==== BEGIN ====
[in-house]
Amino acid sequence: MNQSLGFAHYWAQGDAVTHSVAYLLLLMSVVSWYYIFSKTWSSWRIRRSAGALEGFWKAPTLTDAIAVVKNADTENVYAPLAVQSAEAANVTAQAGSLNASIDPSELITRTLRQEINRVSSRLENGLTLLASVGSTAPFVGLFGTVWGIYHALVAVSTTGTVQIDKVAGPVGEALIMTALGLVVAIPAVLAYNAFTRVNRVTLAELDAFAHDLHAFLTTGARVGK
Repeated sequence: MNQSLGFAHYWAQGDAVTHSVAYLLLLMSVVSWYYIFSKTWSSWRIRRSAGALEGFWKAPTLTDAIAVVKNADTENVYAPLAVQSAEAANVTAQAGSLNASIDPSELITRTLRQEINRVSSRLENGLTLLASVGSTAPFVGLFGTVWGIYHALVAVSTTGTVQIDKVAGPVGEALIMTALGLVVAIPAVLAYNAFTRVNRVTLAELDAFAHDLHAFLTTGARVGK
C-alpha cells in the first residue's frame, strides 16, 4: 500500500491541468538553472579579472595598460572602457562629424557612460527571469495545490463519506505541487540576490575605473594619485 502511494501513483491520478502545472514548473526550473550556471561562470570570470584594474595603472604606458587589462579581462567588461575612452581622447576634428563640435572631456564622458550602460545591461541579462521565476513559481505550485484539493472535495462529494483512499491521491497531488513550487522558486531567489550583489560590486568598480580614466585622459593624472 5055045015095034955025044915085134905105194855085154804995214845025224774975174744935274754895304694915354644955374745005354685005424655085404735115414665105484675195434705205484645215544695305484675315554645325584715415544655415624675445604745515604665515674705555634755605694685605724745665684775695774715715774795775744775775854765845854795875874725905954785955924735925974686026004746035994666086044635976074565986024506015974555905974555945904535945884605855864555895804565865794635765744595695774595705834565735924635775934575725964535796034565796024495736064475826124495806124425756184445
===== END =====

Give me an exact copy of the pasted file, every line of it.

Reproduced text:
[in-house]
Amino acid sequence: MNQSLGFAHYWAQGDAVTHSVAYLLLLMSVVSWYYIFSKTWSSWRIRRSAGALEGFWKAPTLTDAIAVVKNADTENVYAPLAVQSAEAANVTAQAGSLNASIDPSELITRTLRQEINRVSSRLENGLTLLASVGSTAPFVGLFGTVWGIYHALVAVSTTGTVQIDKVAGPVGEALIMTALGLVVAIPAVLAYNAFTRVNRVTLAELDAFAHDLHAFLTTGARVGK
Repeated sequence: MNQSLGFAHYWAQGDAVTHSVAYLLLLMSVVSWYYIFSKTWSSWRIRRSAGALEGFWKAPTLTDAIAVVKNADTENVYAPLAVQSAEAANVTAQAGSLNASIDPSELITRTLRQEINRVSSRLENGLTLLASVGSTAPFVGLFGTVWGIYHALVAVSTTGTVQIDKVAGPVGEALIMTALGLVVAIPAVLAYNAFTRVNRVTLAELDAFAHDLHAFLTTGARVGK
C-alpha cells in the first residue's frame, strides 16, 4: 500500500491541468538553472579579472595598460572602457562629424557612460527571469495545490463519506505541487540576490575605473594619485 502511494501513483491520478502545472514548473526550473550556471561562470570570470584594474595603472604606458587589462579581462567588461575612452581622447576634428563640435572631456564622458550602460545591461541579462521565476513559481505550485484539493472535495462529494483512499491521491497531488513550487522558486531567489550583489560590486568598480580614466585622459593624472 5055045015095034955025044915085134905105194855085154804995214845025224774975174744935274754895304694915354644955374745005354685005424655085404735115414665105484675195434705205484645215544695305484675315554645325584715415544655415624675445604745515604665515674705555634755605694685605724745665684775695774715715774795775744775775854765845854795875874725905954785955924735925974686026004746035994666086044635976074565986024506015974555905974555945904535945884605855864555895804565865794635765744595695774595705834565735924635775934575725964535796034565796024495736064475826124495806124425756184445